Fed Chief Bernanke outlines in his written testimony –which was postponed because of a major snowstorm in Washington, but the Fed released Bernanke’s testimony anyway — the Federal Reserve’s exit strategy and the steps that must be taken to unwind monetary stimulus and the agency’s, currently, very accommodative policy stance.
From Fed: “I currently do not anticipate that the Federal Reserve will sell any of its security holdings in the near term, at least until after policy tightening has gotten under way and the economy is clearly in a sustainable recovery”, Bernanke said. “However” he continued, “to help reduce the size of our balance sheet and the quantity of reserves, we are allowing agency debt and MBS to run off as they mature or are prepaid. The Federal Reserve is currently rolling over all maturing Treasury securities, but in the future it may choose not to do so in all cases. In the long run, the Federal Reserve anticipates that its balance sheet will shrink toward more historically normal levels and that most or all of its security holdings will be Treasury securities. Although passively redeeming agency debt and MBS as they mature or are prepaid will move us in that direction, the Federal Reserve may also choose to sell securities in the future when the economic recovery is sufficiently advanced and the FOMC has determined that the associated financial tightening is warranted. Any such sales would be at a gradual pace, would be clearly communicated to market participants, and would entail appropriate consideration of economic conditions.”
In the following paragraph Bernanke talks about a possible, temporary change in the Fed’s operating target — if the IOER, that is, keeps failing in terms of setting a floor under the funds rate.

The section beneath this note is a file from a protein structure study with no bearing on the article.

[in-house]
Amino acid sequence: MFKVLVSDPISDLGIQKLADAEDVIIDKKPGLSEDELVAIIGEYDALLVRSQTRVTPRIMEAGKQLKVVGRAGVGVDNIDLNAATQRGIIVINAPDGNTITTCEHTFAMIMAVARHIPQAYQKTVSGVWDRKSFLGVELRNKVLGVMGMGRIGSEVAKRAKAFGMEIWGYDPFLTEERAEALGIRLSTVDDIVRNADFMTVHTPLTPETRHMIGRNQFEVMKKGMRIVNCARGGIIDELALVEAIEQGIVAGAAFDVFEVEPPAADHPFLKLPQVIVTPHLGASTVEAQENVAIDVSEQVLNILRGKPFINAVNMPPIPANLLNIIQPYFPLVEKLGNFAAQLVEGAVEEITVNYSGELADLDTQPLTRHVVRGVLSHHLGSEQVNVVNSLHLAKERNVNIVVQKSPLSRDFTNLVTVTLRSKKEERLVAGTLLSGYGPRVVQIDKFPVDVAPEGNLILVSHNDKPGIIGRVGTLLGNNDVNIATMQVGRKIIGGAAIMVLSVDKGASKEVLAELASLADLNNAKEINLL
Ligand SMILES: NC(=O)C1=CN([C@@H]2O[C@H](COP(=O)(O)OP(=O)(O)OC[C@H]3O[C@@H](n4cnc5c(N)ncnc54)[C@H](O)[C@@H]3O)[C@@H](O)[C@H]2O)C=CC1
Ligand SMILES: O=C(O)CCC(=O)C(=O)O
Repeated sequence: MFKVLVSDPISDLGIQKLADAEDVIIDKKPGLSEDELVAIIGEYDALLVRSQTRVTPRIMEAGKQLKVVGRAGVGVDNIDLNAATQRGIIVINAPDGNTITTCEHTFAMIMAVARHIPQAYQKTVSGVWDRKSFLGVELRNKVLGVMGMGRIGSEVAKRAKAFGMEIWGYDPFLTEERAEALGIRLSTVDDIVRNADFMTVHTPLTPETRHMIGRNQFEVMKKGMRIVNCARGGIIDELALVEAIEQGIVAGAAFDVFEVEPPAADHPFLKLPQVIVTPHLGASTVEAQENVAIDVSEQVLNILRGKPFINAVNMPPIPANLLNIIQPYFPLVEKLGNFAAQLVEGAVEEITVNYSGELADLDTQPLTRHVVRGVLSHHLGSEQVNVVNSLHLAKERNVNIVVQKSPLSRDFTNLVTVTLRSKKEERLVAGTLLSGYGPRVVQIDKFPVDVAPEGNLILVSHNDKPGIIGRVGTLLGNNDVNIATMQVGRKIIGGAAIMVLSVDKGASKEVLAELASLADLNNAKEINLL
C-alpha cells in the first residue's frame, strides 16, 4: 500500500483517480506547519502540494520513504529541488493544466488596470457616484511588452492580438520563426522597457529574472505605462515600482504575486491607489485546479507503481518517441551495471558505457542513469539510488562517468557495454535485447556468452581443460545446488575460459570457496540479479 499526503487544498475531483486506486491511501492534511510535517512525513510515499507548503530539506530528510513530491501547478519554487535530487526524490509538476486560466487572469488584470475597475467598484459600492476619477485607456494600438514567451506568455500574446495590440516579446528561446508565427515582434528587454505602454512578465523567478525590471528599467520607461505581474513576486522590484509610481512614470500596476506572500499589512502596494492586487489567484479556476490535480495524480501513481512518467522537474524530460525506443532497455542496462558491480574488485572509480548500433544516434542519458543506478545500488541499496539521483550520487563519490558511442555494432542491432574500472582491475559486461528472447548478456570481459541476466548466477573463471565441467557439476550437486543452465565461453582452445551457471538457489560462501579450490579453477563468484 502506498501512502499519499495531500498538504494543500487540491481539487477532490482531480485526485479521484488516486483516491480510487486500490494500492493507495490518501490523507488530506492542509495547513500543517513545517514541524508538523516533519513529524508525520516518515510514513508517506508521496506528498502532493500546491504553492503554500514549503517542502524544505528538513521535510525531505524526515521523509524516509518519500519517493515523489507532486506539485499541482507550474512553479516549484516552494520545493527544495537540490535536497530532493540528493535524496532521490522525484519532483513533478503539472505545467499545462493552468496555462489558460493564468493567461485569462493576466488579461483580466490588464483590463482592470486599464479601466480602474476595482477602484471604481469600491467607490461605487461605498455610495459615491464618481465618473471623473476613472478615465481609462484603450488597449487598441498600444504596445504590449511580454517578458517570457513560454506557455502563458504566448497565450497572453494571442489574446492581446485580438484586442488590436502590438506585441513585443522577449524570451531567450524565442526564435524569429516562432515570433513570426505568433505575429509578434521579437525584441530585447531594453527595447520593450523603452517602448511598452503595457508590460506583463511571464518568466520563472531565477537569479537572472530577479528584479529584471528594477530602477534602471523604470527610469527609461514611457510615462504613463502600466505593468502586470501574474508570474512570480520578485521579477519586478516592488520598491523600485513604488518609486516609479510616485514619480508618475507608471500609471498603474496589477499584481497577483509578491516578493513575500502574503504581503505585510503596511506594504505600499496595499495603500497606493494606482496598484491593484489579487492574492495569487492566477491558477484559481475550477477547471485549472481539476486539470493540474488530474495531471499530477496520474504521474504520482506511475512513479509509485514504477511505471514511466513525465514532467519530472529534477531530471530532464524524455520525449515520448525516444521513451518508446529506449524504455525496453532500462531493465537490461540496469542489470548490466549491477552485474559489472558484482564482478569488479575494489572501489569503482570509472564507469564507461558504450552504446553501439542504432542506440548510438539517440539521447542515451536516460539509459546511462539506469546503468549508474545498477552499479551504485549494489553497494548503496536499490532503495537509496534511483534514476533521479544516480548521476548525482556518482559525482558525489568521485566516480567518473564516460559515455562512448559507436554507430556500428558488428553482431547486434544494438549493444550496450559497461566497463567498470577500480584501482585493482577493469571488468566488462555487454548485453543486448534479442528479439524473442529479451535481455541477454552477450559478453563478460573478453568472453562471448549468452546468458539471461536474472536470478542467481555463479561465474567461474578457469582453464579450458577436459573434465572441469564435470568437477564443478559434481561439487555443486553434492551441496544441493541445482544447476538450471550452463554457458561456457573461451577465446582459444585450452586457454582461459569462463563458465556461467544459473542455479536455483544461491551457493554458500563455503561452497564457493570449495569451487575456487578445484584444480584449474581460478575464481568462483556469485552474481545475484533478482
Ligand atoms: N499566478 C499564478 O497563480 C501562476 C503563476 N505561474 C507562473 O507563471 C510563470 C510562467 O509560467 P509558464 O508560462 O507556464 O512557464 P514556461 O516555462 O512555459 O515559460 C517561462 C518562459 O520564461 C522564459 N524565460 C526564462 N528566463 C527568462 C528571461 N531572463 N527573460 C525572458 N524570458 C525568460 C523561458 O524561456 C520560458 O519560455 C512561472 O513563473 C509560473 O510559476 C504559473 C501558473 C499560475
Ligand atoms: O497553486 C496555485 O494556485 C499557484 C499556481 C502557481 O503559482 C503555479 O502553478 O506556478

“As a result of the very large volume of reserves in the banking system, the level of activity and liquidity in the federal funds market has declined considerably, raising the possibility that the federal funds rate could for a time become a less reliable indicator than usual of conditions in short-term money markets. Accordingly, the Federal Reserve is considering the utility, during the transition to a more normal policy configuration, of communicating the stance of policy in terms of another operating target, such as an alternative short-term interest rate. In particular, it is possible that the Federal Reserve could for a time use the interest rate paid on reserves, in combination with targets for reserve quantities, as a guide to its policy stance, while simultaneously monitoring a range of market rates. No decision has been made on this issue; we will be guided in part by the evolution of the federal funds market as policy accommodation is withdrawn. The Federal Reserve anticipates that it will eventually return to an operating framework with much lower reserve balances than at present and with the federal funds rate as the operating target for policy.”
Bernanke reiterated during his testimony the fact that the central bank was likely to keep the interest rate historically low for “an extended period”. He also pointed out that the expanded Fed programs, including large-scale purchases of MBSs from Fannie and Freddie, “are likely to generate significant positive returns for taxpayers.”
In the long run, Bernanke anticipated that as the Fed balance sheet shrinks back to more normal levels, “most or all of its security holdings will be Treasury securities.”